Dealing with the nightmare on roads

Editorial

ROAD accidents are a big worry – even to the casual observer.
Unfortunately, there are no confirmed official records of fatalities but it seems to be on the rise.
More worrisome is the number of traffic accidents with injuries which are now occurring on a daily basis, and mostly go unreported.
Even without any statistical evidence, the blame cannot be placed purely on the increase in traffic, the roundabouts which some drivers don’t understand or even the poor lighting at night on some thoroughfares. That would be a simplistic argument.
What is needed is detailed research into why there has been this rise in accidents and what is being done to address it.
Certainly our police department and the hospitals keep some statistics which show the type and level of injuries they encounter from accidents. The desire to collect better outcomes of the root causes for the spike in vehicle accidents will also require exhaustive investigation by the police to determine faults.
What is obvious even, without getting such realistic data, is that there are issues which need to be addressed urgently.
These include distractions such as cellphones, adherence to the speed limit, driving with greater care and attention after a light drizzle, and effective enforcement of road and traffic regulations related to roadworthy vehicles.
Appealing to common sense and moral suasion to get drivers to do the right thing clearly is not working.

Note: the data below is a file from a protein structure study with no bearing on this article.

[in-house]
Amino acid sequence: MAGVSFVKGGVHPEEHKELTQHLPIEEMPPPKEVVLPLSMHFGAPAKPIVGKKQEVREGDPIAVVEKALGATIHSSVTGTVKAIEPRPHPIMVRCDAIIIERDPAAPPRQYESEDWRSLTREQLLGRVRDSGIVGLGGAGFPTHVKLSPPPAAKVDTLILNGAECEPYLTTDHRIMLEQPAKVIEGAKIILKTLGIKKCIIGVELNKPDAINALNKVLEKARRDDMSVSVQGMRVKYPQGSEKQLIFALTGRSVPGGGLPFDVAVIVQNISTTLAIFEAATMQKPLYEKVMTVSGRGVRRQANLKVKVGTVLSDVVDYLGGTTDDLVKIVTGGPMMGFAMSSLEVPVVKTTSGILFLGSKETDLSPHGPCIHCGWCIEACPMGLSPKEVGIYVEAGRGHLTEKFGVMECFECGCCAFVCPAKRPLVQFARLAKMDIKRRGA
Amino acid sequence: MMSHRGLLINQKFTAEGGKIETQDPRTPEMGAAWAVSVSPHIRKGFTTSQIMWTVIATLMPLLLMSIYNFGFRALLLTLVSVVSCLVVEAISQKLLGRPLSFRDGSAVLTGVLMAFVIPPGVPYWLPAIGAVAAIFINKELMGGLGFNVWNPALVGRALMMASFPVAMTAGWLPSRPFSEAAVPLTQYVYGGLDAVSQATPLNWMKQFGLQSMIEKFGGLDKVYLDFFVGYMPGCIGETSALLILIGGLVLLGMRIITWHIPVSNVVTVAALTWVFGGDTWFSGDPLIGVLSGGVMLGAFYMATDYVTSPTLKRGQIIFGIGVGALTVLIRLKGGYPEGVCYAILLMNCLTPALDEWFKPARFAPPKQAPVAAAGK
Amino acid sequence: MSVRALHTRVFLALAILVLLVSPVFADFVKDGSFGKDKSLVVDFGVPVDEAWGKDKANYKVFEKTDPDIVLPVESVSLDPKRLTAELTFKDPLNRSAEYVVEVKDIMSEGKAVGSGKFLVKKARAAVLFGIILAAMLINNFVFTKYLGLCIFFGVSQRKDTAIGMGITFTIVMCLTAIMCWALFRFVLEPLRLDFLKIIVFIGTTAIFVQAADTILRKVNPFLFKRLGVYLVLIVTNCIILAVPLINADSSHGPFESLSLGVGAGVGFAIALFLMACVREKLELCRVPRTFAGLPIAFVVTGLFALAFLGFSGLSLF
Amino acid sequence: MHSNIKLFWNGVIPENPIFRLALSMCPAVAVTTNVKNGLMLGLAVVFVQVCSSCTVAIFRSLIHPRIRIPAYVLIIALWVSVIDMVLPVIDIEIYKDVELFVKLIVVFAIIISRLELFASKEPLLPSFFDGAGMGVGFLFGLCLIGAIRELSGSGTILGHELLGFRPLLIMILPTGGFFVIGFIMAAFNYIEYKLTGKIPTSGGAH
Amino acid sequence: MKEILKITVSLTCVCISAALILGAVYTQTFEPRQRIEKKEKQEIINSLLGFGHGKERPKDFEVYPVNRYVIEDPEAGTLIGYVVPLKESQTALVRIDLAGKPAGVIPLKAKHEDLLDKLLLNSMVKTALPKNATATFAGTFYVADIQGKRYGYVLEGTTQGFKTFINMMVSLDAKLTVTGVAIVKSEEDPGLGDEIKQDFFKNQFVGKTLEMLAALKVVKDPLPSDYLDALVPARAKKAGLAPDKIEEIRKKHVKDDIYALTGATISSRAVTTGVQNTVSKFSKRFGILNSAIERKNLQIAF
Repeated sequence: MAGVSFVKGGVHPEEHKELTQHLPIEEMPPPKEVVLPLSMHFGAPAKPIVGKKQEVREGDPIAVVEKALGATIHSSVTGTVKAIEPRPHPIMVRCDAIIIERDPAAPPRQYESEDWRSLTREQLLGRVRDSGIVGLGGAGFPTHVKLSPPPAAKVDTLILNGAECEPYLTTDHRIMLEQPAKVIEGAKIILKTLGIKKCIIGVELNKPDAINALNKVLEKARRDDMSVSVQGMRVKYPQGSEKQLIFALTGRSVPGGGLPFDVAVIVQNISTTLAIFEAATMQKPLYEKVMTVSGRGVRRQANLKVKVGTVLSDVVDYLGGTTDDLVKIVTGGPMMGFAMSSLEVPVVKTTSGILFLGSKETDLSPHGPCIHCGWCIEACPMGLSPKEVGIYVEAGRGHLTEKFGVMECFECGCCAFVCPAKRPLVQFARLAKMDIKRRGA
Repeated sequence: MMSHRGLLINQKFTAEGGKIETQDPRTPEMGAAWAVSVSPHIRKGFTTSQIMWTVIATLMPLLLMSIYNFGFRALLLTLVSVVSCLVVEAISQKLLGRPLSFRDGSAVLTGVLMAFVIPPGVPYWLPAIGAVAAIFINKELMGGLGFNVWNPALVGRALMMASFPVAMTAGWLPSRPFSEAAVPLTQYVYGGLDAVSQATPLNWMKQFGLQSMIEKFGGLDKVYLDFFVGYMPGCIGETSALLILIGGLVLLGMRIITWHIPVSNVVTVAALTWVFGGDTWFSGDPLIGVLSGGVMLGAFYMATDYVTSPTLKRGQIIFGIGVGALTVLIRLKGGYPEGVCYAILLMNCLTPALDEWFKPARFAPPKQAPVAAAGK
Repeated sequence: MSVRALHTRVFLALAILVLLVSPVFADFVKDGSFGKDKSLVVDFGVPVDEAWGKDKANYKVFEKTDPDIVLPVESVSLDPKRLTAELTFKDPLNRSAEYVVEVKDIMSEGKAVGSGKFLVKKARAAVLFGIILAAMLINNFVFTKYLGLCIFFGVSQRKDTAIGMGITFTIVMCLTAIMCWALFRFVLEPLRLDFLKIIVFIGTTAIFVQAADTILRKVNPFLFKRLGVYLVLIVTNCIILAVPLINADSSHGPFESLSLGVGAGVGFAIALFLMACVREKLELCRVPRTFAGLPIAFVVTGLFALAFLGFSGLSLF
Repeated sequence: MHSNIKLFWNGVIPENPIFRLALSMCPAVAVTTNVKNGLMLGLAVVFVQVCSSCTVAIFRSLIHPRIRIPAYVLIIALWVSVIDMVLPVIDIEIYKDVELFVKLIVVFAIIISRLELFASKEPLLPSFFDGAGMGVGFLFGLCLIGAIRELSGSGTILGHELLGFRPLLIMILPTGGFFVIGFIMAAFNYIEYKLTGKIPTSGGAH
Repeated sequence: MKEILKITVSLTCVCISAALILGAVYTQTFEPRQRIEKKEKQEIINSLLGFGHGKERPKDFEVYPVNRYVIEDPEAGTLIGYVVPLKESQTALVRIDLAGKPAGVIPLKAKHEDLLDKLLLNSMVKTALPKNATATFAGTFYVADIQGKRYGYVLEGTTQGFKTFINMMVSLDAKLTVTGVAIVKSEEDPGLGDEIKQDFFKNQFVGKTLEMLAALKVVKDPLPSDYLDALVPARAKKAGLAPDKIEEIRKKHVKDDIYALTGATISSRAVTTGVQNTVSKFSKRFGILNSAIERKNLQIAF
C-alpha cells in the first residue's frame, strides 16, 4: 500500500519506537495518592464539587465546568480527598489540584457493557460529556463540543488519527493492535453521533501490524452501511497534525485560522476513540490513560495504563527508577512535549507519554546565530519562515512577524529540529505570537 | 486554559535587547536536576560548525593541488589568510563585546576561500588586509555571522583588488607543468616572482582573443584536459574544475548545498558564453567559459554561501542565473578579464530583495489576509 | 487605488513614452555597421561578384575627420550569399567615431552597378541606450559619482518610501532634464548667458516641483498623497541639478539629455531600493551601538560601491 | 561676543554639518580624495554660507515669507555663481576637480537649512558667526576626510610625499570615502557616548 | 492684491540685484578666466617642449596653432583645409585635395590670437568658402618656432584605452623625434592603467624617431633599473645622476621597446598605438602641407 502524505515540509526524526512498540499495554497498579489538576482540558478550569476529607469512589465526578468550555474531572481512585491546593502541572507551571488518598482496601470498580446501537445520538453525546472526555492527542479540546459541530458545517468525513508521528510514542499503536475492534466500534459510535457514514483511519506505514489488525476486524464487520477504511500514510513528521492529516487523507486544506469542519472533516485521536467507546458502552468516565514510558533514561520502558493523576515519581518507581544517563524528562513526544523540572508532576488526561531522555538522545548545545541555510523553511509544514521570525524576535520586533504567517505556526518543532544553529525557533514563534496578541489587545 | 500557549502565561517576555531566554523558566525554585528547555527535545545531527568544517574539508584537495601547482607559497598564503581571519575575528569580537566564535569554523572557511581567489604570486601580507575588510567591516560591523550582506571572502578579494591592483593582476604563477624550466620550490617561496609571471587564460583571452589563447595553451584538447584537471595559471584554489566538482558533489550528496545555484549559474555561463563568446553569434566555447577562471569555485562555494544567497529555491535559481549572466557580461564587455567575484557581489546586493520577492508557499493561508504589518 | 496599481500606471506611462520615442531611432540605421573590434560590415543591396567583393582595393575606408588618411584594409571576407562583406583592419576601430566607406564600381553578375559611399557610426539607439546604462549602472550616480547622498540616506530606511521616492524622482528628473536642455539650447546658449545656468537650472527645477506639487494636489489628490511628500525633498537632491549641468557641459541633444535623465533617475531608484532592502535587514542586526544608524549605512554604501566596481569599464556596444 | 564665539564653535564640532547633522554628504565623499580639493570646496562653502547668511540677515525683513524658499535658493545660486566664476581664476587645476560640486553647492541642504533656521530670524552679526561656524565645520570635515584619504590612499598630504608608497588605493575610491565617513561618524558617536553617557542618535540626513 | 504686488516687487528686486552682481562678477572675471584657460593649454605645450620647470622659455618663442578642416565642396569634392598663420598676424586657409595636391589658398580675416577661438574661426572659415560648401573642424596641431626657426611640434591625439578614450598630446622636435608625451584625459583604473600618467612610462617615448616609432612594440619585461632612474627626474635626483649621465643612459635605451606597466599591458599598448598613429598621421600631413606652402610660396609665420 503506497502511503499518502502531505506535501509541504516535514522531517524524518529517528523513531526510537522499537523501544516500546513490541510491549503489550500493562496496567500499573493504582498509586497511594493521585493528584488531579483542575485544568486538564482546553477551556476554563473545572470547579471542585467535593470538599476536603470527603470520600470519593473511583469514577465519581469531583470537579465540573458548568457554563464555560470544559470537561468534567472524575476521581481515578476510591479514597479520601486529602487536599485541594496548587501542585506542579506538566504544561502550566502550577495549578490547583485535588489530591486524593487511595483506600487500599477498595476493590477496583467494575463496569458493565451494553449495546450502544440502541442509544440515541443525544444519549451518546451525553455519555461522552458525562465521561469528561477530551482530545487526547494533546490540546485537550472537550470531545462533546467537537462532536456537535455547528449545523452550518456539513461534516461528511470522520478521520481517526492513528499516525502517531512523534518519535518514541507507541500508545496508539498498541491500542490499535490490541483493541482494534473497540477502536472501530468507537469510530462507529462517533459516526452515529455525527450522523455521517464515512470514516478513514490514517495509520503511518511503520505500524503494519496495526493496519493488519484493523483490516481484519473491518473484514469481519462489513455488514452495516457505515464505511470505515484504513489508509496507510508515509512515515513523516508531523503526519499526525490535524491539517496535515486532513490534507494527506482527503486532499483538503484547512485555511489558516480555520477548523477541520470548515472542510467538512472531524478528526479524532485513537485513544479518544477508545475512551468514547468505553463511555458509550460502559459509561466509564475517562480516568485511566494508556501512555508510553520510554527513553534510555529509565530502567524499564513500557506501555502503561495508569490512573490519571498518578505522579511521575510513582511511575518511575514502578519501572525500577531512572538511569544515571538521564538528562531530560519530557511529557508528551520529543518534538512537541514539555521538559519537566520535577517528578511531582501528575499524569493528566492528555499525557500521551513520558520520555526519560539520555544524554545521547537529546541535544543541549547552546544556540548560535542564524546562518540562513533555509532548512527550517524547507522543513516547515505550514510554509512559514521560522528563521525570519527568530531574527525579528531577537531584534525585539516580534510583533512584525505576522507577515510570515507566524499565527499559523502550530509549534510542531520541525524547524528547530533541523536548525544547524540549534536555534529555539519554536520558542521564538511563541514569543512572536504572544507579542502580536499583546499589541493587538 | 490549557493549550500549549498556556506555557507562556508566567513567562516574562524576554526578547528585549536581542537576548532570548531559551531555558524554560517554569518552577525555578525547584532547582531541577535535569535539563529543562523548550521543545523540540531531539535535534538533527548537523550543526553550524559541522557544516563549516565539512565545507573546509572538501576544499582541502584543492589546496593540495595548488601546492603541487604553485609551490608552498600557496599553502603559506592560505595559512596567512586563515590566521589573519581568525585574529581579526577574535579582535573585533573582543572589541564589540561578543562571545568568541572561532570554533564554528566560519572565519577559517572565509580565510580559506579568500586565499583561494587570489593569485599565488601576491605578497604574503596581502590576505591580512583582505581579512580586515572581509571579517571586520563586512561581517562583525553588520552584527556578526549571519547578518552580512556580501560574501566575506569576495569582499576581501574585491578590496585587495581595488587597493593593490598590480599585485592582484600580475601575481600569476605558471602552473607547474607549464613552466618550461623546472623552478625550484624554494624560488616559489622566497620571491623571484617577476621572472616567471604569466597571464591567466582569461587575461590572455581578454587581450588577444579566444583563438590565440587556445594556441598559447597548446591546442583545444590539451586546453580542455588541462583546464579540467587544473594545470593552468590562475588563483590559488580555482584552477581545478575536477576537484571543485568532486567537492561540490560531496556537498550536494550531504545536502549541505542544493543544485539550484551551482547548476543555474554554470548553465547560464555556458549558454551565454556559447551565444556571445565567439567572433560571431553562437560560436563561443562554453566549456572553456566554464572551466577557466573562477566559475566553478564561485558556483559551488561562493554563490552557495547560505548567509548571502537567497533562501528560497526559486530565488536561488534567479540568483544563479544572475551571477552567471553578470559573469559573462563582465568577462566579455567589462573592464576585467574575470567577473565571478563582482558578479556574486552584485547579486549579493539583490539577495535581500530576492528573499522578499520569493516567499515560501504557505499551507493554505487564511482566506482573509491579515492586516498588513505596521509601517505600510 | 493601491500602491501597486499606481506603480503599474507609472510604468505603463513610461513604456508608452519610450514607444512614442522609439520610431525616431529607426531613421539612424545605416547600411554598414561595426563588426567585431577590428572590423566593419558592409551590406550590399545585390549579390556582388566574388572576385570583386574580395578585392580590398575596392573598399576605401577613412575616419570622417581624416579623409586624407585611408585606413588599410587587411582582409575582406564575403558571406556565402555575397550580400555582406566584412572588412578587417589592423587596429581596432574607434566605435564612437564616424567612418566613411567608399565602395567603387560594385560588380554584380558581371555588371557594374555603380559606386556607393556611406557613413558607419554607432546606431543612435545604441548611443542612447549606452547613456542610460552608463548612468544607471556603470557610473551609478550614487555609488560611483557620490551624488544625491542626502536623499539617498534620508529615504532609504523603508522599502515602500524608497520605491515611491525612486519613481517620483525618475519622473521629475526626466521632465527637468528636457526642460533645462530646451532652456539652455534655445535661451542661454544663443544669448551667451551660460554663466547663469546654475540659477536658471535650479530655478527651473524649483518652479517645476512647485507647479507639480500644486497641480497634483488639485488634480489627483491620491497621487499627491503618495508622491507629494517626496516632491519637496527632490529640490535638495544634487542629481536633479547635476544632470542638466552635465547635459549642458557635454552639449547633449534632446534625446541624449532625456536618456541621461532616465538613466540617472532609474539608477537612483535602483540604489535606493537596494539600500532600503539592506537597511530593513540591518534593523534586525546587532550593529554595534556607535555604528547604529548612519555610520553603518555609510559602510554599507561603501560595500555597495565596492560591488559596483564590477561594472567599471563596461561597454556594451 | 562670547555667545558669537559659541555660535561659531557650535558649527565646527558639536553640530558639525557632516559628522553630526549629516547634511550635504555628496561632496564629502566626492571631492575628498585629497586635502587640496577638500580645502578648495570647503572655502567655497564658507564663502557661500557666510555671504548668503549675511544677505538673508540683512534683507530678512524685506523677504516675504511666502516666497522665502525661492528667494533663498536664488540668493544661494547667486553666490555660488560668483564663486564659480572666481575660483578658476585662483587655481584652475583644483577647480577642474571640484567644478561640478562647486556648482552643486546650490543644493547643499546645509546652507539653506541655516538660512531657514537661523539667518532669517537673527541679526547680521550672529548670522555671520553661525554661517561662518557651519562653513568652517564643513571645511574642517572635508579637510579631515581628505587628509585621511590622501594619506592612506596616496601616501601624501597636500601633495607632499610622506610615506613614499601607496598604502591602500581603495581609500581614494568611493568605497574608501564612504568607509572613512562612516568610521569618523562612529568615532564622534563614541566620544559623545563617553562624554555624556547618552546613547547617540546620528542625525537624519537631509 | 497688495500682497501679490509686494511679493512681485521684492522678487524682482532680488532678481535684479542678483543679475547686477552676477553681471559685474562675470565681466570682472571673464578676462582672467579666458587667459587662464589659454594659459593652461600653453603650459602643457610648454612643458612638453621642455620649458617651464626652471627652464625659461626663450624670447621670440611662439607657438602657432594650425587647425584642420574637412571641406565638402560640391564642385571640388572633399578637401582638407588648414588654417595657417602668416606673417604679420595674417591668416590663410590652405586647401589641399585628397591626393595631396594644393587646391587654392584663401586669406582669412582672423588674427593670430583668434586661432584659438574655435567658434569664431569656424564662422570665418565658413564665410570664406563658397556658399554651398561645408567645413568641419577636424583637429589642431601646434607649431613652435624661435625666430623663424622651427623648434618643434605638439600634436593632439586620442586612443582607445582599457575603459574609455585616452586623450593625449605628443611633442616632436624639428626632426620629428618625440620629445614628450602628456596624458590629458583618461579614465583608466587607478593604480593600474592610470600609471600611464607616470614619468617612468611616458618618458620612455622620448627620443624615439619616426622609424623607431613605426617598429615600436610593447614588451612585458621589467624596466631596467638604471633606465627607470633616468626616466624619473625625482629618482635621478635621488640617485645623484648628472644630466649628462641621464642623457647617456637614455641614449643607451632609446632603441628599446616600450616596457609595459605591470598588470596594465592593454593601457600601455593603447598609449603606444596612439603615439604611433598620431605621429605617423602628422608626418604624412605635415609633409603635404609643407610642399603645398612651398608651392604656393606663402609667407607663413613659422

Just on Friday along Waigani Drive, in Port Moresby, a life was lost with several people injured when two vehicles collided running through the intersection. At the time of the accident, the traffic lights were not working.
By simple observation, we can see how many more drivers are increasingly dividing their attention between their mobile phones and the road.
Unfortunately, the data simply isn’t available to state specifically how many accidents are caused by this type of distracted driving.
Neither can our authorities state precisely how many accidents are caused as a result of drivers being under the influence of alcohol and illegal substances.
This is why the long-talked-about breathalyser testing needs to be introduced.
In the circumstances, we must not throw our hands up in frustration. The use of technology may be a good solution to track those breaking the speed limit, ignoring traffic lights and driving without registered vehicles, among the many issues.
Ignoring simple road rules instruction can cost people’s life when on the road.
Road traffic rules are rules that are basic that every motorist should abide by.
Driving at moderate speed at night would help avoid accidents.
In particular, poor road infrastructure, inappropriate mixing of vehicle types, inadequate traffic law enforcement and delayed implementation of road safety policies can increase road traffic crashes. The next challenge is now on the enforcers.
Enforcing rules and regulations in the country has always been a problem.
The bottom line is that officers must know the protocol involved in the line of duty.
Traffic stops, in a general sense, are quite similar across the country.
Standard training practices for traffic enforcement are included in all police academy curriculum and field training.
Procedures should be designed to make the step as efficient and expedient as possible to lessen the inconvenience to a driver.
Each officer then develops his or her own style and dialogue with a driver.
Protocols are facilitated by the officer who prefers cooperation from the driver.

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